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Sauk Prairie teacher laces up for change, raises $27,000 for NAMI

Published: Aug. 6, 2021 at 6:29 PM CDT|Updated: Aug. 6, 2021 at 7:03 PM CDT
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SAUK PRAIRIE, Wis. (WMTV) - Running a marathon is nothing new for 26-year-old educator Farit Kuri-Azamar.

He’s laced up for several different long-distance courses, but this time, it’s just him, running solo from his hometown of Sauk Prairie to the State Capitol.

It’s a “Marathon for Life” raising money for the National Alliance of Mental Illness (NAMI).

“Mental health is everything,” Azamar said. “I’ve gone through my own mental health problems with how to cope with my anxiety.”

Azamar’s journey began in Jan. 2020 when he was in a car accident.

“I was driving outside Sauk, and then I woke up at UW hospital,” Azamar said.

Azamar woke up with a broken nose, a concussion, and an anonymous note at his bedside that said he fell asleep at the wheel.

“To this day, I don’t know who wrote it, I don’t know if I fell asleep or not, but I was lucky that I had my seatbelt on, otherwise I probably would’ve gone through the window and I probably wouldn’t be here today,” Azamar said.

He survived, but with tens of thousands of dollars in medical bills, Azamar hit a breaking point in his recovery.

“I was considering dropping out of school at that point, and I was in a really bad place mentally,” Azamar said. “I ended up writing a suicide note in my phone in my notes app.”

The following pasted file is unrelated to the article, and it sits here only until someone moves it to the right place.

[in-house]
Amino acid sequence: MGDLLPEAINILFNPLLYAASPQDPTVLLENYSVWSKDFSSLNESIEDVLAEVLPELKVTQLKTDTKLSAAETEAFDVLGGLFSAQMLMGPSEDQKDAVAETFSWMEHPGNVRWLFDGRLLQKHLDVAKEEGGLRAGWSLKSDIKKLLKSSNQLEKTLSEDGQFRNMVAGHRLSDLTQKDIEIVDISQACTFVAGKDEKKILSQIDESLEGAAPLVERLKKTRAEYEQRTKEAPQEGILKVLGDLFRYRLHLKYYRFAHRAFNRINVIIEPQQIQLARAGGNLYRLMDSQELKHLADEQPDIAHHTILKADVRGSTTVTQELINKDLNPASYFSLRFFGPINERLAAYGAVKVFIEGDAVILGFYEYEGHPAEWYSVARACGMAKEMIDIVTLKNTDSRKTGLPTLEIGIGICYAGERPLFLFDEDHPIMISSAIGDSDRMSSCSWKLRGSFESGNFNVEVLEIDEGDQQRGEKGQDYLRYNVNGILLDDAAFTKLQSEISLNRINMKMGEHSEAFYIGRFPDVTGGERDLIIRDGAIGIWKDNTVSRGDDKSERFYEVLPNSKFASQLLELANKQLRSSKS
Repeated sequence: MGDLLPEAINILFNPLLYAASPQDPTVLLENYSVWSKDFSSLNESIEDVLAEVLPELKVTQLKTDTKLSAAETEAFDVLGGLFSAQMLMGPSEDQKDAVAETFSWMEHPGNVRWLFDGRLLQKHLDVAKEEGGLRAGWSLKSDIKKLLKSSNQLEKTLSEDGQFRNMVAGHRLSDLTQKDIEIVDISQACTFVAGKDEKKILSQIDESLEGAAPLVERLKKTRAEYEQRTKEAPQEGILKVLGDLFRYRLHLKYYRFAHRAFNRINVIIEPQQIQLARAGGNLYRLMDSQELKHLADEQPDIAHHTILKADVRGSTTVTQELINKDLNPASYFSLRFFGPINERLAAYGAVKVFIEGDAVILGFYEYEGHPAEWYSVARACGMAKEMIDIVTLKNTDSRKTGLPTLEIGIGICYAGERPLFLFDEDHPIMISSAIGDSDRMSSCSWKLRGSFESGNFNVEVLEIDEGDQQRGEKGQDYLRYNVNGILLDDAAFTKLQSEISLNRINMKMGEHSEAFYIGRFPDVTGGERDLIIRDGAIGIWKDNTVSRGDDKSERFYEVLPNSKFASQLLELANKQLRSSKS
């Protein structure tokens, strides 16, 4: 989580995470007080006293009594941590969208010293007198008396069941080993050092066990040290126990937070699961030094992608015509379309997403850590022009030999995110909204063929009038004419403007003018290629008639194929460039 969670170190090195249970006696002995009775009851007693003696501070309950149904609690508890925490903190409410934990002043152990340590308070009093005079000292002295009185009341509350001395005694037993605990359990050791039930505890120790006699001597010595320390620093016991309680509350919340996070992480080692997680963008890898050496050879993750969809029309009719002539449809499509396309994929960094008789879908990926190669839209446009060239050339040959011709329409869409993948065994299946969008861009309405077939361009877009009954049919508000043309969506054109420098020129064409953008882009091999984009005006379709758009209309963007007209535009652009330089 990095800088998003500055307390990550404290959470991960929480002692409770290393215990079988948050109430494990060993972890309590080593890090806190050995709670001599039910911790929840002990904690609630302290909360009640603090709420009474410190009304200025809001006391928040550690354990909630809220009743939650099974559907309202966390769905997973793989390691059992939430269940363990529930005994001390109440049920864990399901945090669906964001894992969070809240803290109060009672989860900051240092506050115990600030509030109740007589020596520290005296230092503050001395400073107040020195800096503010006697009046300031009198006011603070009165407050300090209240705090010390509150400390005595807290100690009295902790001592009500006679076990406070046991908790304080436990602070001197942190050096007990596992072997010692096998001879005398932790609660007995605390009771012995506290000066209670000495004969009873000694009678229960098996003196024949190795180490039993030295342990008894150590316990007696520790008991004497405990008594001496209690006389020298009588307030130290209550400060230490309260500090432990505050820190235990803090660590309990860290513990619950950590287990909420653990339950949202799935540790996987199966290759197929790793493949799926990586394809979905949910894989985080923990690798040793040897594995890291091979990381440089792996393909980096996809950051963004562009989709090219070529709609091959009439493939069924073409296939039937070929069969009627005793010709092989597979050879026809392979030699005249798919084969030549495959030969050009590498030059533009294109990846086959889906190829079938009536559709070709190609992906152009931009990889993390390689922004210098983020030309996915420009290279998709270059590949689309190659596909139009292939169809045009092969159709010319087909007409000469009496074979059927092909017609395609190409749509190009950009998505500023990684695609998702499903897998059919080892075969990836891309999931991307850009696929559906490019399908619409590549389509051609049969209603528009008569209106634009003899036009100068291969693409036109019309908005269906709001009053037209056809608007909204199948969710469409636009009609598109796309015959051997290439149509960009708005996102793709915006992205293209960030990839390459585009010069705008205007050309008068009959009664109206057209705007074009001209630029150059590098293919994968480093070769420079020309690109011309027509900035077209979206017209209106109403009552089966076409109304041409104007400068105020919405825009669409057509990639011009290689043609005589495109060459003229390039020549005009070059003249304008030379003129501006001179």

Azamar’s stepfather, Francisco Rodriguez, recalls the moths after the crash.

“He was just completely destroyed, [he was] devastated,” Rodriguez said.

“Luckily I had really supportive, friends and family, telling me I was going to get through it,” Azamar said.

“We said, you just need to keep going, we support you,” Rodriguez said.

Azamar made it through. He graduated in Dec. He is now a K-5 Physical Education and Health teacher.

“We are just so proud of him,” Rodriguez said.

Now, Azamar wants to make a difference for anyone struggling with his or her mental health.

“This is not about me, it’s bigger than me, making individuals the focal point of those who need love and support and letting them know, it’s okay to not be okay,” Azamar said.

Azamar completed his marathon around 5:30 p.m. Friday.

Since March, Azamar’s raised $27,000 for NAMI leading up to the run.

The money will go to NAMI’s Wisconsin and Dane County chapters for mental health education and treatment focusing on children and young adults.

If you or anyone you know needs help, call the National Suicide Prevention Lifeline at 800-273-8255.

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